November 16, 2019

Holiday Food Safety Tips From the CDC Can Help Keep You Safe

The holidays are here, and the Centers for Disease Control and Prevention (CDC) is offering some tips for food safety. At this time of year, food poisoning outbreaks, especially those caused by Clostridium perfringens, can increase.

Holidays FPB

First, wash your hands. Wash them before, during and after preparing food; after touching raw meat or eggs or unwashed produce; before eating or drinking; after using the bathroom; before caring for someone who is ill; and before and after treating a cut or wound. Also wash your hands after blowing your nose, coughing or sneezing; after touching an animal, animal food, or animal waste; and after handling garbage.

Another holiday food safety tip: make sure that all of the food you cook is cooked to a safe final internal temperature. All ground meats should be cooked to 165°F. All poultry products should be cooked to 165°F. All pork products should be cooked to 145°F, as should fish and shellfish. Finally, intact beef products, such as roasts and steaks, should be cooked to a minimum temperature of 145°F. Roasts and other whole cuts should have a standing time of 3 minutes after those foods reach 145°F. Casseroles should be cooked to 165*F. And all leftovers should be reheated to 165°F.

Keep food out of the danger zone of 40°F to 140°F. Ignoring this point is how many Clostridium perfringens outbreaks occur. The bacteria grows easily in large batches of stew and gravy that are not kept hot enough. All foods should be refrigerated after 2 hours. Keep hot food hot using a warming plate or chafing dish, and keep cold foods cold.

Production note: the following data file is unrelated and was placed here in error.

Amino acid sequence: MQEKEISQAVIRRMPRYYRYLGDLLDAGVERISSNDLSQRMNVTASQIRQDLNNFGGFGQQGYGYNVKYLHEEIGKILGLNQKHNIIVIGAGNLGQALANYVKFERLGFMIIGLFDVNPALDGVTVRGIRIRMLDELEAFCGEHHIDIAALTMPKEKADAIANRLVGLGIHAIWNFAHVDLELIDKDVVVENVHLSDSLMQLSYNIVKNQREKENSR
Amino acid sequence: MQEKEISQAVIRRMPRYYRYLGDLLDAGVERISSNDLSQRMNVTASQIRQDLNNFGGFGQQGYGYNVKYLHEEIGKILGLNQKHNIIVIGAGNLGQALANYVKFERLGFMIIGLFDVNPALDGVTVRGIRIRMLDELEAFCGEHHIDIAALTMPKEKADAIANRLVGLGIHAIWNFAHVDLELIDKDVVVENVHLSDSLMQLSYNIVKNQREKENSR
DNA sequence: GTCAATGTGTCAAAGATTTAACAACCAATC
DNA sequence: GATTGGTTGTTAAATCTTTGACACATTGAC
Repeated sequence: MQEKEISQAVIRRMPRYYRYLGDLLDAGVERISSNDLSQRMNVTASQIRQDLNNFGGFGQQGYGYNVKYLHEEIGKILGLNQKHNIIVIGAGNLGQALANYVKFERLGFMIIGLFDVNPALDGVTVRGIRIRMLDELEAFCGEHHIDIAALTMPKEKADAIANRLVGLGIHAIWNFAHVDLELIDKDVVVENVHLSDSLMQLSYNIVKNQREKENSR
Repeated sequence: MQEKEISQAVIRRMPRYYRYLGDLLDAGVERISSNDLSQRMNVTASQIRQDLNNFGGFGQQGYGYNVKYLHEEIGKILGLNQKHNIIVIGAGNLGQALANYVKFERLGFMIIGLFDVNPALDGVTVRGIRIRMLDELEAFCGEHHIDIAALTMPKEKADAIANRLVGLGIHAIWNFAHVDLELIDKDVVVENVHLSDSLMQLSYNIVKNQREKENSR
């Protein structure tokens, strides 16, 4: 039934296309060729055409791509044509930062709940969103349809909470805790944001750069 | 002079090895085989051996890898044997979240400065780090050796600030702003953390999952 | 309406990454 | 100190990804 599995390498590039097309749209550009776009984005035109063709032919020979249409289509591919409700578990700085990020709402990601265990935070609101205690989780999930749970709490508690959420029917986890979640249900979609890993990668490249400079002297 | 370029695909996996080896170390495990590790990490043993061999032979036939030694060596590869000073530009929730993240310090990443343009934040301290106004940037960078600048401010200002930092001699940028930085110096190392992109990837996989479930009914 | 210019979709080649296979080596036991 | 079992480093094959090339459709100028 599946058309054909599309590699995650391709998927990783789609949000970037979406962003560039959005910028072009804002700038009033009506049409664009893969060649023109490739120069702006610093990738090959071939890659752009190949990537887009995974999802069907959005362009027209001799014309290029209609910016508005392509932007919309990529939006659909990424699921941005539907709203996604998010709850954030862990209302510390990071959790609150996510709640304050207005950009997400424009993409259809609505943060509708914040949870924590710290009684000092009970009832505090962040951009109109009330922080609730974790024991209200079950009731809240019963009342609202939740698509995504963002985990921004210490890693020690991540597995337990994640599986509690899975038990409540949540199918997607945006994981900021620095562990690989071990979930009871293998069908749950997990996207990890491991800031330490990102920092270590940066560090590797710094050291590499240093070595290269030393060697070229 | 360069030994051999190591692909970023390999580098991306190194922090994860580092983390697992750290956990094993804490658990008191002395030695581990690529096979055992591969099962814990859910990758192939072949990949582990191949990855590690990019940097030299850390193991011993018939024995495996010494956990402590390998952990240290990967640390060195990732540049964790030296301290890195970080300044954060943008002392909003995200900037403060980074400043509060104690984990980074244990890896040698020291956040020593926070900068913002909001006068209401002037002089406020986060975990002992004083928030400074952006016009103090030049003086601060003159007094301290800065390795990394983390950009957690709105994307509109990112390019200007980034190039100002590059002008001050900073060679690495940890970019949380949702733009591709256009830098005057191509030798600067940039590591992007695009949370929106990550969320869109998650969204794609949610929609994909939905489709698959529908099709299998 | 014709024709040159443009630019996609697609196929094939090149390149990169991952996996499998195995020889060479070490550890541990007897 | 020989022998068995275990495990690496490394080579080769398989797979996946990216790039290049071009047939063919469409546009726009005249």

Use pasteurized eggs for any recipes that call for raw eggs or lightly cooked eggs. That includes eggnog, tiramisu, hollandaise sauce, Caesar salad, and many dessert recipes.

Never eat uncooked dough or batter. Remember that flour is a safety hazard; there have been quite a few outbreaks linked to that product. Raw eggs are also a hazard in these uncooked products. Don’t make any play dough that uses uncooked flour.

Keep foods separated. Keep uncooked meats, poultry, eggs, and shellfish away from foods that are eaten raw. Cross-contamination happens easily between these foods. Prevent juices from raw meats and poultry from dripping onto other foods in the fridge by keeping them in containers or sealed packages.

Finally, safely thaw your turkey or cook turkey from the frozen state. Never wash or rinse produce because that can spread bacteria around your kitchen.

Follow these holiday food safety tips and have a wonderful season.

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